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Cancer. 2018 Nov 30. doi: 10.1002/cncr.31900. [Epub ahead of print]

Leveraging patient-reported outcomes data to inform oncology clinical decision making: Introducing the FACE-Q head and neck cancer module.

Author information

1
Head and Neck Service, Department of Surgery, Memorial Sloan Kettering Cancer Center, New York, New York.
2
Department of Pediatrics, McMaster University, Hamilton, Ontario, Canada.
3
Department of Plastic and Reconstructive Surgery, Amsterdam University Medical Centers, VU University Medical Center, Amsterdam, The Netherlands.
4
Department of Plastic Surgery, Las Condes Clinic, Santiago, Chile.
5
Modus Outcomes, Letchworth Garden City, United Kingdom.
6
Plastic and Reconstructive Surgery Service, Department of Surgery, Brigham and Women's Hospital, Boston, Massachusetts.
7
Department of Surgery, Harvard University, Boston, Massachusetts.
8
Plastic and Reconstructive Surgery Service, Department of Surgery, Memorial Sloan Kettering Cancer Center, New York, New York.

Abstract

BACKGROUND:

Existing patient-reported outcome measures (PROMs) used to assess patients with head and neck cancer have methodologic and content deficiencies. Herein, the development of a PROM that meets a range of clinical and research needs across head and neck oncology is described.

METHODS:

After development of the conceptual framework, which involved a literature review, semistructured patient interviews, and expert input, patients with head and neck cancer who were treated at Memorial Sloan Kettering Cancer Center were recruited by their surgeon. The FACE-Q Head and Neck Cancer Module was completed by patients in the clinic or was sent by mail. Rasch measurement theory analysis was used for item selection for final scale development and to examine reliability and validity. Scale scores for surgical defect and adjuvant therapy were compared with the cohort average to assess clinical applicability.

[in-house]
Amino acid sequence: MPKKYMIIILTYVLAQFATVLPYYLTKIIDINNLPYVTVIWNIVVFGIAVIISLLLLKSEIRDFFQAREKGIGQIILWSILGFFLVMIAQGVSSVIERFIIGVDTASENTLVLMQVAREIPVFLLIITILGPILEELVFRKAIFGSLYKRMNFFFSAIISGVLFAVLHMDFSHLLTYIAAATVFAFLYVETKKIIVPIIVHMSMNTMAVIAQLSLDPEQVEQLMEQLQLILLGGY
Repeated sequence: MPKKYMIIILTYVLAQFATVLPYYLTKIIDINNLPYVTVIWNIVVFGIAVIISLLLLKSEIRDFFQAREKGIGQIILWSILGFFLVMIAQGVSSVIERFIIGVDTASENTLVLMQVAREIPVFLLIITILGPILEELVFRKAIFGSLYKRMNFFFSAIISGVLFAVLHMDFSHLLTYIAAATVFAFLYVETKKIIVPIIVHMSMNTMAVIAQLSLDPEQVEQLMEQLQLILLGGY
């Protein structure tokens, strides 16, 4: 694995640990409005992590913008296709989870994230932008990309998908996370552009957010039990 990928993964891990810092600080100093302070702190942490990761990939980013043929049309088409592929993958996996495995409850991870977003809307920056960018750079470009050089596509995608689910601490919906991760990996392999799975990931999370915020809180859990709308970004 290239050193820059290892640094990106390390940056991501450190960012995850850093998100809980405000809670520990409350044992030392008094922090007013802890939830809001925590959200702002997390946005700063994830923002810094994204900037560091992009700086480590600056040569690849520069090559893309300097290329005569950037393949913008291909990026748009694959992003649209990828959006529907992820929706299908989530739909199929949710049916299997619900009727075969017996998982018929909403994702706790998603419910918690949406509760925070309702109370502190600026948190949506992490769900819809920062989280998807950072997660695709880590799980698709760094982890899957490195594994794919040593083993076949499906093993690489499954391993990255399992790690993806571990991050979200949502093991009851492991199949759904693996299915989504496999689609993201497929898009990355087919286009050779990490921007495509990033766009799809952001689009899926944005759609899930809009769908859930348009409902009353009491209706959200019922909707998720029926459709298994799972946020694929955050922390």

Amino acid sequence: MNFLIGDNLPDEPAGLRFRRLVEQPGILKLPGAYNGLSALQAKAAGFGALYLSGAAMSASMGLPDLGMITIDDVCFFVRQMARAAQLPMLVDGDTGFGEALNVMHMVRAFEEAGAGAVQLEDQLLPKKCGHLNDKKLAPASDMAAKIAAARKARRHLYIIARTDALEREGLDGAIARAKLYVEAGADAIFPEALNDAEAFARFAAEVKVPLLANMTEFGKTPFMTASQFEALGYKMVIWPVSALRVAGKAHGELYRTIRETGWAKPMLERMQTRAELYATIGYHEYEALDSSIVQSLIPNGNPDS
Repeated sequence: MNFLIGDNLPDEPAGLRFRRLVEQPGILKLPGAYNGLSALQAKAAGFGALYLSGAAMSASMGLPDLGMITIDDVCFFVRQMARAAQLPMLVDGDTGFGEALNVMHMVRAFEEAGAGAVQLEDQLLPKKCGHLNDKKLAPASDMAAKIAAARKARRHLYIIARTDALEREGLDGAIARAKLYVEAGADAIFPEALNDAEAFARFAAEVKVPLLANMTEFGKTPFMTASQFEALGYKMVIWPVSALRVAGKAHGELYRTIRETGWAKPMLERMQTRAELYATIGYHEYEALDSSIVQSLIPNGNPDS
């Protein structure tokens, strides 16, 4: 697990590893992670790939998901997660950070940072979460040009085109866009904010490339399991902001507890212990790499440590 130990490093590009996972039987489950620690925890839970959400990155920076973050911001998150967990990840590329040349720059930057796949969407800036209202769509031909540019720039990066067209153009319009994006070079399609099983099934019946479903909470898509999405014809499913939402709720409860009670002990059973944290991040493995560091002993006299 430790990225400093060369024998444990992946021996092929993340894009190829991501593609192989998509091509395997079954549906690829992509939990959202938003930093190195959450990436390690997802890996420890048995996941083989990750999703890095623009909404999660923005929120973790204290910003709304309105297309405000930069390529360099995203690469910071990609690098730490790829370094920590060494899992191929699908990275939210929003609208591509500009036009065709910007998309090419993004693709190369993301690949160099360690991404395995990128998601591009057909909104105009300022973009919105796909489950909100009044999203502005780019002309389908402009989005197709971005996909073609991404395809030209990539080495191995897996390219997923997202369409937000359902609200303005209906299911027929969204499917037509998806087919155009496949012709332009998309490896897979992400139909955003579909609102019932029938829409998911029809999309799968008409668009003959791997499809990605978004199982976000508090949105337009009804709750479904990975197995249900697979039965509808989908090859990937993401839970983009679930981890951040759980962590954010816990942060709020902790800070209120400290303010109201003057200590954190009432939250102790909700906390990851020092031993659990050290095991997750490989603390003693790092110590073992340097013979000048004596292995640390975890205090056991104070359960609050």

RESULTS:

The sample consisted of 219 patients who completed the draft scales. Fourteen independently functioning scales were analyzed. Item fit was good for all 102 items, and all items had ordered thresholds. Scale reliability was acceptable (person separation index was >0.75 for all scales; Cronbach α values were >.87 for all scales; test-retest ranged from 0.86 to 0.96). The scales performed well in a clinically predictable way, demonstrating functional and psychosocial differences across disease sites and with adjuvant therapy.

CONCLUSIONS:

The scales forming the FACE-Q Head and Neck Cancer Module were found to be clinically relevant and scientifically sound. This new PROM now is validated and ready for use in research and clinical care.

KEYWORDS:

FACE-Q; Rasch; head and neck cancer; patient-reported outcomes; quality of life

PMID:
30500993
DOI:
10.1002/cncr.31900

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